Teachers quit Fareham school after new head starts to ring the changes

DETERMINED Nadine Powrie says reorganisation has been necessary at Neville Lovett Community School.     Picture: Steve Reid (112221-721)
DETERMINED Nadine Powrie says reorganisation has been necessary at Neville Lovett Community School. Picture: Steve Reid (112221-721)

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NADINE Powrie may not win a popularity contest after presiding over a wave of redundancies and bringing about a ‘culture change’ at her school.

But the new head of Neville Lovett Community School in Fareham has defended tough actions she says are necessary as she seeks to create a top-performing school with an ‘outstanding’ Ofsted rating.

On her first day in the job last September she set about making 19 support staff posts redundant to put a stop to the school’s £200,000 annual overspend.

Since then, 38 teaching and support staff have left the school – some of them, Mrs Powrie admits, because they did not like having their teaching methods challenged.

She said: ‘The school was not in a strong position when I was appointed. It had gone from having a headteacher who had been there 18 years to one who left after 18 months, and the spending was out of control.

‘We had to make cuts for financial reasons. Teaching staff were not targeted, but some found it hard to adjust and some decided to go.

‘I have made 18 excellent teaching appointments since and I am always on the lookout for top recruits from local universities as well as abroad.

‘For me the most important thing is what goes on in the classroom. Teaching is my priority and I want the best people for the job.

‘I have children and I know the value of amazing teaching – I also know the damage bad teaching can do.’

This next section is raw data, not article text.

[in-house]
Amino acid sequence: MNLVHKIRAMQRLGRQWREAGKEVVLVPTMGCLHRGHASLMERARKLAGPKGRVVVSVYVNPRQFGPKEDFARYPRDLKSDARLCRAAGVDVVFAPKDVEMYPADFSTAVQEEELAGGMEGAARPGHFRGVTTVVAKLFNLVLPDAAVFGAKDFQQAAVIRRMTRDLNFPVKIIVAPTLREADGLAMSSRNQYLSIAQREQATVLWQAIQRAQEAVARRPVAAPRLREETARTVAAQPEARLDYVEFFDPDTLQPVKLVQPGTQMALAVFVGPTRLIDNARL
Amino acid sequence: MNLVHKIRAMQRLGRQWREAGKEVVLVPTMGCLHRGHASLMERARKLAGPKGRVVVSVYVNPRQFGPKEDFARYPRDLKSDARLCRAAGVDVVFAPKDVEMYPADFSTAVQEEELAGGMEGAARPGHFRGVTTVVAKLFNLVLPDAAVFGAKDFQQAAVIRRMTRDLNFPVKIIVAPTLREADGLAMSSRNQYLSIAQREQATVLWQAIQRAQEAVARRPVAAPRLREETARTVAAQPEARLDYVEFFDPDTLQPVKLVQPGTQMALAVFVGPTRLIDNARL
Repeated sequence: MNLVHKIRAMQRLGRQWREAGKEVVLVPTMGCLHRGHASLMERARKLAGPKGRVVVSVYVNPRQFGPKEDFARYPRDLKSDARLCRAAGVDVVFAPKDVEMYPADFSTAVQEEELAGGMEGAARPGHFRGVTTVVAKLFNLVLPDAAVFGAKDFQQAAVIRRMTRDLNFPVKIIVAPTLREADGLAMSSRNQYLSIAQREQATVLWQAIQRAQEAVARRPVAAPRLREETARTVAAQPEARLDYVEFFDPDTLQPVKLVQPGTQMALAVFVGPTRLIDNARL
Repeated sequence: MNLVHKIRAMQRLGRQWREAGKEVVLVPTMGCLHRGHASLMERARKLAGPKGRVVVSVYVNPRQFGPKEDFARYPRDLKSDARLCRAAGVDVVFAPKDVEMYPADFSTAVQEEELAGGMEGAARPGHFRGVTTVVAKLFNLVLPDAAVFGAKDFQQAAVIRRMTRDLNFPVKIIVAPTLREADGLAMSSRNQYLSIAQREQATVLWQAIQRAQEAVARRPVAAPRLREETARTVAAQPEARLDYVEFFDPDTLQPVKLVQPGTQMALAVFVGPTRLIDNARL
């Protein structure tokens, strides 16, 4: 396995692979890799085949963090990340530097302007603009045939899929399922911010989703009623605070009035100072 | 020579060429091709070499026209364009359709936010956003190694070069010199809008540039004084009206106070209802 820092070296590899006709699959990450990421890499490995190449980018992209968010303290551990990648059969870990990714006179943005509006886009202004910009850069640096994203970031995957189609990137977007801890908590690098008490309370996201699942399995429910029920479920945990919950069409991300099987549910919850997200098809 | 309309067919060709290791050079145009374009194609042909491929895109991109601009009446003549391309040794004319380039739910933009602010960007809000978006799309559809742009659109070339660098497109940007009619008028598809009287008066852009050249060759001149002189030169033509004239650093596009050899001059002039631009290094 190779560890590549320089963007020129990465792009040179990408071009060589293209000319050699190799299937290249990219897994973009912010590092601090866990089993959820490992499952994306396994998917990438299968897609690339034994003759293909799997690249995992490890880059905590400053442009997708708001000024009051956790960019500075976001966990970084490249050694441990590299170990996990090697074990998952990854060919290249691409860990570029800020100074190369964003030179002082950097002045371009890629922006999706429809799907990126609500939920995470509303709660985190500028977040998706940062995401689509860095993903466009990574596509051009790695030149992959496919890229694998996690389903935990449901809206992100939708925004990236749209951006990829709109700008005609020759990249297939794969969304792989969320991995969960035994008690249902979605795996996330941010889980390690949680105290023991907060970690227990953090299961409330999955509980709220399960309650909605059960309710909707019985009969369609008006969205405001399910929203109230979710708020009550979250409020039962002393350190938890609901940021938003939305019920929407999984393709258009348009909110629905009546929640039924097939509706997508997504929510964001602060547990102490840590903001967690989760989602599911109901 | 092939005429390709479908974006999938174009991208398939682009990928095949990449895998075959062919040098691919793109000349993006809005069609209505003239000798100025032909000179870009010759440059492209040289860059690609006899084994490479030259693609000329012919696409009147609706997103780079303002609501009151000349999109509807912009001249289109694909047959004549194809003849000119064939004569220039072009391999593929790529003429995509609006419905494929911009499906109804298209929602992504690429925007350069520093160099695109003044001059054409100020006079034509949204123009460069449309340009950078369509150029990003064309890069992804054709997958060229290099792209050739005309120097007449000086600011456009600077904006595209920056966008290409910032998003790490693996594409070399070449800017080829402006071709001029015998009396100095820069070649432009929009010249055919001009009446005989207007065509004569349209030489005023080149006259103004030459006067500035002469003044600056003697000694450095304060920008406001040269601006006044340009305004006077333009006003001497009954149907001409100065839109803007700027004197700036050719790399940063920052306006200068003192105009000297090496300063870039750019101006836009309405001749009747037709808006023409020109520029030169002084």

Mrs Powrie already has cause for celebration as her maths department, rated ‘inadequate’ by Ofsted in October, received a ‘satisfactory with good features’ report in January.

She said: ‘This is the pace at which I’m travelling and my ultimate goal is to make this an outstanding school.

‘I know it is possible. There is a real change of philosophy in the school, our teachers are now thinking more creatively. Every single member of staff contributes to this school’s success and we are all leaders.’

Mrs Powrie believes early years and primary education is crucial for success later in life and is working closely with her on-site children’s centre and feeder primary schools to share expertise.

Her teachers in English, maths, science and foreign languages will take two lessons a week at Neville Lovett’s feeder primary schools next year. Mrs Powrie also plans to open her school this summer for 50 youngsters in years eight and nine for one-to-one sessions in English and maths.

She said: ‘Last year just 45 per cent of our students achieved five good GCSEs including English and maths, which is not good enough.

‘This year we hope to achieve 60 per cent and we will continue to increase our numbers. If we get our children’s education right from the very start, there is no reason why we can’t have 100 per cent achieving top exam results.’

She added: ‘I want to change people’s lives for the better. Yes I may have made some enemies by making redundancies and doing things a bit differently, but it’s what is best for the pupils.

‘I’m confident we will be successful because I am surrounded by talented people.’


Education reporter